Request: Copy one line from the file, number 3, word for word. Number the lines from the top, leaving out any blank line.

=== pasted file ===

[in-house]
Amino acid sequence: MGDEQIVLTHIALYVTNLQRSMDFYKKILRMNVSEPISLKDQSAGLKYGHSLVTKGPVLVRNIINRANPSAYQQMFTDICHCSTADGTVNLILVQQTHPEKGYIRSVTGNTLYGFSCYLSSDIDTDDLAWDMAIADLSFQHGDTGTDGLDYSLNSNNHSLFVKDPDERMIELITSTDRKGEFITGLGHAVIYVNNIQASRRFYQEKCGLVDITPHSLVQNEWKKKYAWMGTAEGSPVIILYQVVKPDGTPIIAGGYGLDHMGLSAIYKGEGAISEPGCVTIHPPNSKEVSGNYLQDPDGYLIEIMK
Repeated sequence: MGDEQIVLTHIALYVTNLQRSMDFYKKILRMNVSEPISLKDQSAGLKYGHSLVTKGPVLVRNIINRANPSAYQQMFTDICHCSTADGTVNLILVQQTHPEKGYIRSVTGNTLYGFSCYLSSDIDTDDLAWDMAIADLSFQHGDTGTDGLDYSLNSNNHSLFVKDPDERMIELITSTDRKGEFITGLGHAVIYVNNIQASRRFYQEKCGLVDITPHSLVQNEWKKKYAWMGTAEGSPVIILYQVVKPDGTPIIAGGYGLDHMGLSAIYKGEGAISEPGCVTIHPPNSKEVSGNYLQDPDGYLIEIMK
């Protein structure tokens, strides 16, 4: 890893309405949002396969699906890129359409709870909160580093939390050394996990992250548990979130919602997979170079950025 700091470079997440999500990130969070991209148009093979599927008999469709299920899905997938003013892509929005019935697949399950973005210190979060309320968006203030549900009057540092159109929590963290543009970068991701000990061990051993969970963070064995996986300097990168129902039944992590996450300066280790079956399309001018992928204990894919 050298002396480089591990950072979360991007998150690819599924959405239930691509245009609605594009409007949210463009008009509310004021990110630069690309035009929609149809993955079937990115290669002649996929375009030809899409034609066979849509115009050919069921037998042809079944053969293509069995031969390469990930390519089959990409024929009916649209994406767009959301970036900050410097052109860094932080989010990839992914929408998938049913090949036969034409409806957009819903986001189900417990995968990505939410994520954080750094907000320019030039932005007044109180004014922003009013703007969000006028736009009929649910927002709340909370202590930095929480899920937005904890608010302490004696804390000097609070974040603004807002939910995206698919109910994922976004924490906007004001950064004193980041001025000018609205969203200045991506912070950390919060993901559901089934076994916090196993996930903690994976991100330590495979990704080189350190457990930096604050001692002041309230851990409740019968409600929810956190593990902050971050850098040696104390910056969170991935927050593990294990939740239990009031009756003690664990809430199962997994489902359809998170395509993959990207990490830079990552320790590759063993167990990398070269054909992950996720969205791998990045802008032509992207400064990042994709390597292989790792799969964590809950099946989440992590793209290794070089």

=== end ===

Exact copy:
Repeated sequence: MGDEQIVLTHIALYVTNLQRSMDFYKKILRMNVSEPISLKDQSAGLKYGHSLVTKGPVLVRNIINRANPSAYQQMFTDICHCSTADGTVNLILVQQTHPEKGYIRSVTGNTLYGFSCYLSSDIDTDDLAWDMAIADLSFQHGDTGTDGLDYSLNSNNHSLFVKDPDERMIELITSTDRKGEFITGLGHAVIYVNNIQASRRFYQEKCGLVDITPHSLVQNEWKKKYAWMGTAEGSPVIILYQVVKPDGTPIIAGGYGLDHMGLSAIYKGEGAISEPGCVTIHPPNSKEVSGNYLQDPDGYLIEIMK